Effect of Pre-Transplant Red-cell Transfusion Events on Transplant Related Mortality and Overall Survival in Children with Leukemia Undergoing Hematopoietic Stem Cell Transplant
- *Corresponding Author:
- Jennifer Andrews
300 Pasteur Drive, Room H1402
Stanford, CA 94305, USA
E-mail: [email protected]
Received date: May 21, 2014; Accepted date: August 25, 2014; Published date: August 27, 2014
Citation: Andrews J, Li R, Mertens AC, Horan J, Josephson CD, et al. (2014) Effect of Pre-Transplant Red-cell Transfusion Events on Transplant Related Mortality and Overall Survival in Children with Leukemia Undergoing Hematopoietic Stem Cell Transplant. J Bone Marrow Res 2:142. doi:10.4172/2329-8820.1000142
Copyright: © 2014 Jennifer A, et al. This is an open-access article distributed under the terms of the Creative Commons Attribution License, which permits unrestricted use, distribution, and reproduction in any medium, provided the original author and source are credited.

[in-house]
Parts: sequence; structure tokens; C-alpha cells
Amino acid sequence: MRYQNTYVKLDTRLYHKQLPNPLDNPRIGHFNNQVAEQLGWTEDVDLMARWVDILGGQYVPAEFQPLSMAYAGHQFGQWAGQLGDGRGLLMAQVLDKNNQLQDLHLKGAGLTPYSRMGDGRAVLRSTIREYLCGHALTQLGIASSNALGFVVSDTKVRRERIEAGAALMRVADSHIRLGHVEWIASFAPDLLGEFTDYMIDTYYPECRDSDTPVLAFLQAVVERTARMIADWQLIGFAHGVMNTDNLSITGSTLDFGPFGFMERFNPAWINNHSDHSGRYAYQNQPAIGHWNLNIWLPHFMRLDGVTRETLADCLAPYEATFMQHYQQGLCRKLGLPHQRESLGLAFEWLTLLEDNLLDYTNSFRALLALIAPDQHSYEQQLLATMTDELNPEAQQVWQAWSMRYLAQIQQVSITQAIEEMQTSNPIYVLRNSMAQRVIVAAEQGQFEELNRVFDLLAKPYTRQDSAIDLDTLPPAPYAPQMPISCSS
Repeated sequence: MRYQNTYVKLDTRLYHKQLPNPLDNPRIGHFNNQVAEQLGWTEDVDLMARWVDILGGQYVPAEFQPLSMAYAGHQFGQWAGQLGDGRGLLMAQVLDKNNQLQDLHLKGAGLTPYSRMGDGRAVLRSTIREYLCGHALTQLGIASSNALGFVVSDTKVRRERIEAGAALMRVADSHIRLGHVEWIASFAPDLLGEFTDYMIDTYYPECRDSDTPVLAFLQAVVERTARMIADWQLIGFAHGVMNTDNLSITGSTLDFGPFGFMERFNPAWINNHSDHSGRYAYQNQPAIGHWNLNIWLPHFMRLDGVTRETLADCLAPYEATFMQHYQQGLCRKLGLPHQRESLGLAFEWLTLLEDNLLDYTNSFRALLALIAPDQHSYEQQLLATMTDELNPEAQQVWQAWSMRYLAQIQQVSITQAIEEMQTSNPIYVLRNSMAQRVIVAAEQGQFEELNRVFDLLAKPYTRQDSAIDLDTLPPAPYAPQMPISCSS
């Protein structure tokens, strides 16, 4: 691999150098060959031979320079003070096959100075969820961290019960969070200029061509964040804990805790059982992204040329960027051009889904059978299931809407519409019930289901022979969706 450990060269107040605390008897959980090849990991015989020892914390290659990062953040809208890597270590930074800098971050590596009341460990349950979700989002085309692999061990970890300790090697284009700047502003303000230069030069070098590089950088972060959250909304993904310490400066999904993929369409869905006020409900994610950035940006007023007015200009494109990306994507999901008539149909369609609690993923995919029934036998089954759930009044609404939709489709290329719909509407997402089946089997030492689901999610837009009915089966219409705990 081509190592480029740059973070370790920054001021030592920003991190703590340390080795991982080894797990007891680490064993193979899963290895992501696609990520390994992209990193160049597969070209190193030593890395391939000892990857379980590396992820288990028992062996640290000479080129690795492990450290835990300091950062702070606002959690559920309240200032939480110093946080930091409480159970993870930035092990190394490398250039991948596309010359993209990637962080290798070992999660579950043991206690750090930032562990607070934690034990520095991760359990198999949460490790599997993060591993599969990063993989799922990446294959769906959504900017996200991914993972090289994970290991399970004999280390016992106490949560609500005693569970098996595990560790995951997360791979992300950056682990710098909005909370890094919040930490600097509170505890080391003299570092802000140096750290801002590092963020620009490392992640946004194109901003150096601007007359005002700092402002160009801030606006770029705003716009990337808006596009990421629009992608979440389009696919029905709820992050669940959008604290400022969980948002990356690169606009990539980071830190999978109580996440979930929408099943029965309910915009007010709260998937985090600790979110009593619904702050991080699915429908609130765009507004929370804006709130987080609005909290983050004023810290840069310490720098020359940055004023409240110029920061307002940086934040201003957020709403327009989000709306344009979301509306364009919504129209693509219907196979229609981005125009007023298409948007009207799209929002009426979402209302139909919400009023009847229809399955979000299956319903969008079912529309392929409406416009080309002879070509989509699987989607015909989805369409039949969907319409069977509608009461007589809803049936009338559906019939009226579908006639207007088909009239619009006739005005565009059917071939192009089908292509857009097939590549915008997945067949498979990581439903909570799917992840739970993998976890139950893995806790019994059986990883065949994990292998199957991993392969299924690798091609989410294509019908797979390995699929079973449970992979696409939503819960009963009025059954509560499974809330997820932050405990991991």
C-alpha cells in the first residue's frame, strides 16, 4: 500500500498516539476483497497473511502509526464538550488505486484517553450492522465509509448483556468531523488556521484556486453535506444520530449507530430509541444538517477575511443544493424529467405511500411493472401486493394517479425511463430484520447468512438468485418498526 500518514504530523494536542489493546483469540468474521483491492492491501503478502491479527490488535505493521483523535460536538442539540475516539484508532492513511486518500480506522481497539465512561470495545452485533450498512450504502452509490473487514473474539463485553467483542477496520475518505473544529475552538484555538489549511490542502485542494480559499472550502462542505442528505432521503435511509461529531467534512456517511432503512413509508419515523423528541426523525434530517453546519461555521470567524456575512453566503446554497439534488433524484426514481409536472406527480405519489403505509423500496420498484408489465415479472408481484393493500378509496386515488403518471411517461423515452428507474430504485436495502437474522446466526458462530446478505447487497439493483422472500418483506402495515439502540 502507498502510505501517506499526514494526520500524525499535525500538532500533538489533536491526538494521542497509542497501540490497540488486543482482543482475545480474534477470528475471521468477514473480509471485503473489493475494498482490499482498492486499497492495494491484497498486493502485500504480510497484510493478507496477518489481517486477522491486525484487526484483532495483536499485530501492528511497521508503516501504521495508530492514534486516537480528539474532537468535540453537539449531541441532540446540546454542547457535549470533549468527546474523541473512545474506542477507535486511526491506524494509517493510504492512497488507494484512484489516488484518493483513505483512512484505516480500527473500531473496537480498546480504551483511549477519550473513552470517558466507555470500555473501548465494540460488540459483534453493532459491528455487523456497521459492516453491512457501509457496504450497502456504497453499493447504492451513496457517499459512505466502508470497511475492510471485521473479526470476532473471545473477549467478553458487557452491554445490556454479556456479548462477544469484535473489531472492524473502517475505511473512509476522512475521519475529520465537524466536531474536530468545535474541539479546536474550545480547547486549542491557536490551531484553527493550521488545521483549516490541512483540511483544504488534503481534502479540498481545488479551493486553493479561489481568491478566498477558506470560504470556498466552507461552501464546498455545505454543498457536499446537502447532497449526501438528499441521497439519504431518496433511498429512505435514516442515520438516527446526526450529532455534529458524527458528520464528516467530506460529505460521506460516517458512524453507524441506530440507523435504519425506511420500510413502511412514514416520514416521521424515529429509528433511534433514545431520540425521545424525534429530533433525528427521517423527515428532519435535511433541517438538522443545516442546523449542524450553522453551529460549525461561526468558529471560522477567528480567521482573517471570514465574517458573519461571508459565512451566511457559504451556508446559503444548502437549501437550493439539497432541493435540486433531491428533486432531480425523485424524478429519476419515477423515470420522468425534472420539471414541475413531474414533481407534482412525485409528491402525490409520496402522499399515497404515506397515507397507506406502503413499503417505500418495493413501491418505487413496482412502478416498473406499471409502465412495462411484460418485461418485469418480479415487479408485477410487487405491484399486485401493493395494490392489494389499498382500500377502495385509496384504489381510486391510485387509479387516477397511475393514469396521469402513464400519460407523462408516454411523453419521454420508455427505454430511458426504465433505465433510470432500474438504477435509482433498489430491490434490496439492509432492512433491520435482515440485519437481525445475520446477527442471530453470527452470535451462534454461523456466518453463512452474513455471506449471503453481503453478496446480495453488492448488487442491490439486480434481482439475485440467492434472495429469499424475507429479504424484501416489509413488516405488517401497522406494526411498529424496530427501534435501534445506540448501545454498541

Background: Recent studies have shown that an elevated ferritin level prior to hematopoietic stem cell transplant (HSCT), serving as a surrogate marker of body iron load, is independently associated with transplant related mortality (TRM) and inferior overall survival (OS) in adult oncology patients.
Study Design and Methods: We performed a retrospective cohort study of 112 children with leukemia treated at our institution over a 10 year period, and compared TRM and OS after HSCT in those children with and without high red-blood cell (RBC) transfusions. Both groups were similar in regards to age, diagnoses, donor type (matched related, matched unrelated, mismatched related, mismatched unrelated), stem cell source (peripheral blood, umbilical cord, bone marrow), baseline liver, cardiac and renal function, and median follow-up time. However, more children in the low RBC transfusion event cohort had high Karnofsky/Lansky performance scores (83.5% vs 54.5%, p=0.001) and fewer had recurrent leukemia or other forms of advanced disease compared with the children more heavily transfused (41.8% vs 87.9%, p<0.0001).
Results: No association was observed between high RBC transfusion exposure and TRM. High RBC transfusion events were associated with lower OS at 5 years in univariate analysis (38% versus 61%, p=0.04); in multivariate analysis, this association was not significant (hazard ratio=1.3, 95% confidence interval 0.7-2.5).
Conclusion: Further studies in children are needed to investigate iron overload and HSCT outcomes.